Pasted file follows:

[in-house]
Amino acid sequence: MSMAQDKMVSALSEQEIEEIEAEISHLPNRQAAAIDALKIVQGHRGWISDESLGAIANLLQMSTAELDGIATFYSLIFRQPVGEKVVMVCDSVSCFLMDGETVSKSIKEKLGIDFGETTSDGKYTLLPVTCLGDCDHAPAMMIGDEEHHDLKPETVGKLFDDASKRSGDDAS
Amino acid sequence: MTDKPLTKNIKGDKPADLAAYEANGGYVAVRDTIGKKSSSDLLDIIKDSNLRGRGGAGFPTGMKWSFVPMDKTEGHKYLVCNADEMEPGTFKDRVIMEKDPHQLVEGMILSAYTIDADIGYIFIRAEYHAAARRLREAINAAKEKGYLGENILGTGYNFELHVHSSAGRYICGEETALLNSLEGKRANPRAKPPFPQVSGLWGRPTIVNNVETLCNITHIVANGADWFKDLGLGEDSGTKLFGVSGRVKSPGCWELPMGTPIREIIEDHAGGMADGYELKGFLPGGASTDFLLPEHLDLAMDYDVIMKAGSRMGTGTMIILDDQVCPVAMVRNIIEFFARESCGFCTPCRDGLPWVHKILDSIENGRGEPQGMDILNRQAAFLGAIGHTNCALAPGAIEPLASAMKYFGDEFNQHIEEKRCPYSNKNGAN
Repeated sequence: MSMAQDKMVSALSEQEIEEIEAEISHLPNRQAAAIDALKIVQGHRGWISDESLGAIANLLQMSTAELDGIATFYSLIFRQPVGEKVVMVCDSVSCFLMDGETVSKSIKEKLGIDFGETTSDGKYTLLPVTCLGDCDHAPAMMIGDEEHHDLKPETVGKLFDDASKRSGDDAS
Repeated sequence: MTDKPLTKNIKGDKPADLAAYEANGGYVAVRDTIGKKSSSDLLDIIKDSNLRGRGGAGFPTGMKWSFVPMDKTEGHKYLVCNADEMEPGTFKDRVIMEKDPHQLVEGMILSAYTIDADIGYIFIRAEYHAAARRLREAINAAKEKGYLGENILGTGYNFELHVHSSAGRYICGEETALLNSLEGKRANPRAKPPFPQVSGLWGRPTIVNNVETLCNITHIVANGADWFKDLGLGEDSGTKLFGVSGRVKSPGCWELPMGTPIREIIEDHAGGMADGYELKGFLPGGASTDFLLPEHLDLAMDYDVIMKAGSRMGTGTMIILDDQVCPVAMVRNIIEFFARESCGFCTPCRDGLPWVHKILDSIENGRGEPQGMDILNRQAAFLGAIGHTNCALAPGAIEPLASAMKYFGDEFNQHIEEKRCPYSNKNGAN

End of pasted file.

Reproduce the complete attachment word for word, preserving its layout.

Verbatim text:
[in-house]
Amino acid sequence: MSMAQDKMVSALSEQEIEEIEAEISHLPNRQAAAIDALKIVQGHRGWISDESLGAIANLLQMSTAELDGIATFYSLIFRQPVGEKVVMVCDSVSCFLMDGETVSKSIKEKLGIDFGETTSDGKYTLLPVTCLGDCDHAPAMMIGDEEHHDLKPETVGKLFDDASKRSGDDAS
Amino acid sequence: MTDKPLTKNIKGDKPADLAAYEANGGYVAVRDTIGKKSSSDLLDIIKDSNLRGRGGAGFPTGMKWSFVPMDKTEGHKYLVCNADEMEPGTFKDRVIMEKDPHQLVEGMILSAYTIDADIGYIFIRAEYHAAARRLREAINAAKEKGYLGENILGTGYNFELHVHSSAGRYICGEETALLNSLEGKRANPRAKPPFPQVSGLWGRPTIVNNVETLCNITHIVANGADWFKDLGLGEDSGTKLFGVSGRVKSPGCWELPMGTPIREIIEDHAGGMADGYELKGFLPGGASTDFLLPEHLDLAMDYDVIMKAGSRMGTGTMIILDDQVCPVAMVRNIIEFFARESCGFCTPCRDGLPWVHKILDSIENGRGEPQGMDILNRQAAFLGAIGHTNCALAPGAIEPLASAMKYFGDEFNQHIEEKRCPYSNKNGAN
Repeated sequence: MSMAQDKMVSALSEQEIEEIEAEISHLPNRQAAAIDALKIVQGHRGWISDESLGAIANLLQMSTAELDGIATFYSLIFRQPVGEKVVMVCDSVSCFLMDGETVSKSIKEKLGIDFGETTSDGKYTLLPVTCLGDCDHAPAMMIGDEEHHDLKPETVGKLFDDASKRSGDDAS
Repeated sequence: MTDKPLTKNIKGDKPADLAAYEANGGYVAVRDTIGKKSSSDLLDIIKDSNLRGRGGAGFPTGMKWSFVPMDKTEGHKYLVCNADEMEPGTFKDRVIMEKDPHQLVEGMILSAYTIDADIGYIFIRAEYHAAARRLREAINAAKEKGYLGENILGTGYNFELHVHSSAGRYICGEETALLNSLEGKRANPRAKPPFPQVSGLWGRPTIVNNVETLCNITHIVANGADWFKDLGLGEDSGTKLFGVSGRVKSPGCWELPMGTPIREIIEDHAGGMADGYELKGFLPGGASTDFLLPEHLDLAMDYDVIMKAGSRMGTGTMIILDDQVCPVAMVRNIIEFFARESCGFCTPCRDGLPWVHKILDSIENGRGEPQGMDILNRQAAFLGAIGHTNCALAPGAIEPLASAMKYFGDEFNQHIEEKRCPYSNKNGAN